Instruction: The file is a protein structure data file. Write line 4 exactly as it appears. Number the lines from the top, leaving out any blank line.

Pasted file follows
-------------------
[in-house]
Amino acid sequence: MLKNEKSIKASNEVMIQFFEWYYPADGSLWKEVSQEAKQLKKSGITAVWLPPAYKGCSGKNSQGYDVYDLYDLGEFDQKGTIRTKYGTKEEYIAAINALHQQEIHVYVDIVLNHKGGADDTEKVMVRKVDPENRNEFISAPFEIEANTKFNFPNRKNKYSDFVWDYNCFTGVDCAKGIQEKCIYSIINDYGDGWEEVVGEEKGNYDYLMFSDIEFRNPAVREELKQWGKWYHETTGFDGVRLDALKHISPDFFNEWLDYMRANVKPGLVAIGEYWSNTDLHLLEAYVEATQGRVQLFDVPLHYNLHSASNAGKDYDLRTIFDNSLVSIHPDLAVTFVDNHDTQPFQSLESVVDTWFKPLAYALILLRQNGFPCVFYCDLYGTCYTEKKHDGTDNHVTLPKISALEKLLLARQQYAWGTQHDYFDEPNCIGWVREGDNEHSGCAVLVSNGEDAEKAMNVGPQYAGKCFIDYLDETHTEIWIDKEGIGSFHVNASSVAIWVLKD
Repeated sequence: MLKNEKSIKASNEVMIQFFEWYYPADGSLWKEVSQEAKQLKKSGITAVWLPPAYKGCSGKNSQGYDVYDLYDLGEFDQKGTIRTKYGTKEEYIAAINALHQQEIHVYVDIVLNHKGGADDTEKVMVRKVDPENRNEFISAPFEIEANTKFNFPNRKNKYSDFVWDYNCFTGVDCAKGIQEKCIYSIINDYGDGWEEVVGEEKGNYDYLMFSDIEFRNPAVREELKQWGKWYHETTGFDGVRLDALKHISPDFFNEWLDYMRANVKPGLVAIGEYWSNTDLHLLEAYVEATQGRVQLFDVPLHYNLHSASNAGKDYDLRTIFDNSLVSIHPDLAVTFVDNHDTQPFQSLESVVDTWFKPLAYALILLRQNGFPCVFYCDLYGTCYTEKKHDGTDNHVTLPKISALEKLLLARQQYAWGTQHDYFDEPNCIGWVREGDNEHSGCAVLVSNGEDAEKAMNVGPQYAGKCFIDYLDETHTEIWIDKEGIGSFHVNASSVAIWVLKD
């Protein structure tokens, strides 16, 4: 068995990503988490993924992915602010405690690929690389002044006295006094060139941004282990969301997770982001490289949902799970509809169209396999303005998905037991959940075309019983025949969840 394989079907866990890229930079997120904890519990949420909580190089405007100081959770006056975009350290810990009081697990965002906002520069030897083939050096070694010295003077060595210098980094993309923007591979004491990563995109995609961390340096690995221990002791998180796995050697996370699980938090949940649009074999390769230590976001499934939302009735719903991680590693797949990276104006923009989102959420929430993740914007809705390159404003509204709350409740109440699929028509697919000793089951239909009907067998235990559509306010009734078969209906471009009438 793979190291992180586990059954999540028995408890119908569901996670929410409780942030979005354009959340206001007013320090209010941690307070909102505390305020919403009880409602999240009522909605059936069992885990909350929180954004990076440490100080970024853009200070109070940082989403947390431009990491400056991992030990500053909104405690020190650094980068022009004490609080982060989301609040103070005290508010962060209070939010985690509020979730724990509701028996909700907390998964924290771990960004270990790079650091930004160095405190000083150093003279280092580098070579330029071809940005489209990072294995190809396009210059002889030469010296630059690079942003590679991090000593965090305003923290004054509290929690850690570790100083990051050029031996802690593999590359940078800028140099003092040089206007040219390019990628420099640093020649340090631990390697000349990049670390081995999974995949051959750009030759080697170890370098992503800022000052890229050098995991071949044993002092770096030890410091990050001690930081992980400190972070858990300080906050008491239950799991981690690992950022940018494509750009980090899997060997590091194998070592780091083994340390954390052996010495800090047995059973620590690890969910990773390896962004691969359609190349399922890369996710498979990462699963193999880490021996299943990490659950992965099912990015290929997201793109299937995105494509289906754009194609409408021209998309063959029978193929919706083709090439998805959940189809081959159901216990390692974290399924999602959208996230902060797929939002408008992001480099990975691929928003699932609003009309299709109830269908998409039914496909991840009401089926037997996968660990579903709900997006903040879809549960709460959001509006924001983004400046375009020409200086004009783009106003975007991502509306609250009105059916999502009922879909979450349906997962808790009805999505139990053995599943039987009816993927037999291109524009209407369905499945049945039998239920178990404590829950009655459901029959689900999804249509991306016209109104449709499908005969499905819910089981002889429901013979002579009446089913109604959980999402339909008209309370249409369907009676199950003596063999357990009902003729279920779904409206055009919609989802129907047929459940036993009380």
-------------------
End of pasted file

């Protein structure tokens, strides 16, 4: 068995990503988490993924992915602010405690690929690389002044006295006094060139941004282990969301997770982001490289949902799970509809169209396999303005998905037991959940075309019983025949969840 394989079907866990890229930079997120904890519990949420909580190089405007100081959770006056975009350290810990009081697990965002906002520069030897083939050096070694010295003077060595210098980094993309923007591979004491990563995109995609961390340096690995221990002791998180796995050697996370699980938090949940649009074999390769230590976001499934939302009735719903991680590693797949990276104006923009989102959420929430993740914007809705390159404003509204709350409740109440699929028509697919000793089951239909009907067998235990559509306010009734078969209906471009009438 793979190291992180586990059954999540028995408890119908569901996670929410409780942030979005354009959340206001007013320090209010941690307070909102505390305020919403009880409602999240009522909605059936069992885990909350929180954004990076440490100080970024853009200070109070940082989403947390431009990491400056991992030990500053909104405690020190650094980068022009004490609080982060989301609040103070005290508010962060209070939010985690509020979730724990509701028996909700907390998964924290771990960004270990790079650091930004160095405190000083150093003279280092580098070579330029071809940005489209990072294995190809396009210059002889030469010296630059690079942003590679991090000593965090305003923290004054509290929690850690570790100083990051050029031996802690593999590359940078800028140099003092040089206007040219390019990628420099640093020649340090631990390697000349990049670390081995999974995949051959750009030759080697170890370098992503800022000052890229050098995991071949044993002092770096030890410091990050001690930081992980400190972070858990300080906050008491239950799991981690690992950022940018494509750009980090899997060997590091194998070592780091083994340390954390052996010495800090047995059973620590690890969910990773390896962004691969359609190349399922890369996710498979990462699963193999880490021996299943990490659950992965099912990015290929997201793109299937995105494509289906754009194609409408021209998309063959029978193929919706083709090439998805959940189809081959159901216990390692974290399924999602959208996230902060797929939002408008992001480099990975691929928003699932609003009309299709109830269908998409039914496909991840009401089926037997996968660990579903709900997006903040879809549960709460959001509006924001983004400046375009020409200086004009783009106003975007991502509306609250009105059916999502009922879909979450349906997962808790009805999505139990053995599943039987009816993927037999291109524009209407369905499945049945039998239920178990404590829950009655459901029959689900999804249509991306016209109104449709499908005969499905819910089981002889429901013979002579009446089913109604959980999402339909008209309370249409369907009676199950003596063999357990009902003729279920779904409206055009919609989802129907047929459940036993009380």